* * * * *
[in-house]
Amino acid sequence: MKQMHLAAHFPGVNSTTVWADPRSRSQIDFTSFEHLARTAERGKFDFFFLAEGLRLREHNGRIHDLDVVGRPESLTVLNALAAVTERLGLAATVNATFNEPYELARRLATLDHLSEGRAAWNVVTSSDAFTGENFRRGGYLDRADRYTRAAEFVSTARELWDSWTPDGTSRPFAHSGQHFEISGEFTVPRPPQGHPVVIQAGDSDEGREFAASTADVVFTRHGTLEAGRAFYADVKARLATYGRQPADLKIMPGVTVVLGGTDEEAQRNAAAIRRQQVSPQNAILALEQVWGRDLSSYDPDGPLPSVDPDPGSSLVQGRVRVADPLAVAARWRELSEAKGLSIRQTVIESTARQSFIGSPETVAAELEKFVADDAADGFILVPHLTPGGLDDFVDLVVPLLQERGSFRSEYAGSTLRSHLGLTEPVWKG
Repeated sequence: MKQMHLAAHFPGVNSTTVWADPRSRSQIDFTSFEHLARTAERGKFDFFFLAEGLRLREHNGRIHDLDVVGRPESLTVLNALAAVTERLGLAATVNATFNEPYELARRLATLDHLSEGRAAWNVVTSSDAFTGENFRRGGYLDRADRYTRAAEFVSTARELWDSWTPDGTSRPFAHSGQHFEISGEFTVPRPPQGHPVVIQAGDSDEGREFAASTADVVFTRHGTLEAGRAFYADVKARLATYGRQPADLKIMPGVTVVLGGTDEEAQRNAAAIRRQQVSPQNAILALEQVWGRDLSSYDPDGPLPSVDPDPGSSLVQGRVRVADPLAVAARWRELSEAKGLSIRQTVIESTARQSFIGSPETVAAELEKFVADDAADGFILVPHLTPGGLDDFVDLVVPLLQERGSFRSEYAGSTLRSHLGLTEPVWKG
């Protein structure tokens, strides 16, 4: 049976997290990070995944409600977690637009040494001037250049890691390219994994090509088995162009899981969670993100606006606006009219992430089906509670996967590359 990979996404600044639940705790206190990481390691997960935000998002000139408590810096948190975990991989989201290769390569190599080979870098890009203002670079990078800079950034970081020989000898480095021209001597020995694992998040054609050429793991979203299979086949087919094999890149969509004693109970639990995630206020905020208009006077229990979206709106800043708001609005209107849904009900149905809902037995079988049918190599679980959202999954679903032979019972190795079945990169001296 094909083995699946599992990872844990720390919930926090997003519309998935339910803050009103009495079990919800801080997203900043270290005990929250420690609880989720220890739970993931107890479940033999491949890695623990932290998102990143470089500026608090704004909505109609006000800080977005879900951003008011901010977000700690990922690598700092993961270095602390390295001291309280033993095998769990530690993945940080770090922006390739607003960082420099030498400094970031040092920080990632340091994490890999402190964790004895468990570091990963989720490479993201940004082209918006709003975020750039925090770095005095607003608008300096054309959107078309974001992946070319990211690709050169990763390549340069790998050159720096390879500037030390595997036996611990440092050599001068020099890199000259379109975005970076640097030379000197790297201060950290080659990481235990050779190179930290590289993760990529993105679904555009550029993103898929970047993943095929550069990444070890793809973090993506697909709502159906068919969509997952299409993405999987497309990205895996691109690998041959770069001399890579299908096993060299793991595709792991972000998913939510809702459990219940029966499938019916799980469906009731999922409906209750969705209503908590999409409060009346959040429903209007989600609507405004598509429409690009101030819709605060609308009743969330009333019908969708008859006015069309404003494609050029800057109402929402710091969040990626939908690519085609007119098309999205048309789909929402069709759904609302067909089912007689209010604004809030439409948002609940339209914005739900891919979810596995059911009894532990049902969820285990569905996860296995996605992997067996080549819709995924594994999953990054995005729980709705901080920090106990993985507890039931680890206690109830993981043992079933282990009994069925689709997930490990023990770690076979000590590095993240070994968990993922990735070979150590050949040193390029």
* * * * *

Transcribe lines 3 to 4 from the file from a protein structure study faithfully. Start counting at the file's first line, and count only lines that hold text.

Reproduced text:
Repeated sequence: MKQMHLAAHFPGVNSTTVWADPRSRSQIDFTSFEHLARTAERGKFDFFFLAEGLRLREHNGRIHDLDVVGRPESLTVLNALAAVTERLGLAATVNATFNEPYELARRLATLDHLSEGRAAWNVVTSSDAFTGENFRRGGYLDRADRYTRAAEFVSTARELWDSWTPDGTSRPFAHSGQHFEISGEFTVPRPPQGHPVVIQAGDSDEGREFAASTADVVFTRHGTLEAGRAFYADVKARLATYGRQPADLKIMPGVTVVLGGTDEEAQRNAAAIRRQQVSPQNAILALEQVWGRDLSSYDPDGPLPSVDPDPGSSLVQGRVRVADPLAVAARWRELSEAKGLSIRQTVIESTARQSFIGSPETVAAELEKFVADDAADGFILVPHLTPGGLDDFVDLVVPLLQERGSFRSEYAGSTLRSHLGLTEPVWKG
């Protein structure tokens, strides 16, 4: 049976997290990070995944409600977690637009040494001037250049890691390219994994090509088995162009899981969670993100606006606006009219992430089906509670996967590359 990979996404600044639940705790206190990481390691997960935000998002000139408590810096948190975990991989989201290769390569190599080979870098890009203002670079990078800079950034970081020989000898480095021209001597020995694992998040054609050429793991979203299979086949087919094999890149969509004693109970639990995630206020905020208009006077229990979206709106800043708001609005209107849904009900149905809902037995079988049918190599679980959202999954679903032979019972190795079945990169001296 094909083995699946599992990872844990720390919930926090997003519309998935339910803050009103009495079990919800801080997203900043270290005990929250420690609880989720220890739970993931107890479940033999491949890695623990932290998102990143470089500026608090704004909505109609006000800080977005879900951003008011901010977000700690990922690598700092993961270095602390390295001291309280033993095998769990530690993945940080770090922006390739607003960082420099030498400094970031040092920080990632340091994490890999402190964790004895468990570091990963989720490479993201940004082209918006709003975020750039925090770095005095607003608008300096054309959107078309974001992946070319990211690709050169990763390549340069790998050159720096390879500037030390595997036996611990440092050599001068020099890199000259379109975005970076640097030379000197790297201060950290080659990481235990050779190179930290590289993760990529993105679904555009550029993103898929970047993943095929550069990444070890793809973090993506697909709502159906068919969509997952299409993405999987497309990205895996691109690998041959770069001399890579299908096993060299793991595709792991972000998913939510809702459990219940029966499938019916799980469906009731999922409906209750969705209503908590999409409060009346959040429903209007989600609507405004598509429409690009101030819709605060609308009743969330009333019908969708008859006015069309404003494609050029800057109402929402710091969040990626939908690519085609007119098309999205048309789909929402069709759904609302067909089912007689209010604004809030439409948002609940339209914005739900891919979810596995059911009894532990049902969820285990569905996860296995996605992997067996080549819709995924594994999953990054995005729980709705901080920090106990993985507890039931680890206690109830993981043992079933282990009994069925689709997930490990023990770690076979000590590095993240070994968990993922990735070979150590050949040193390029």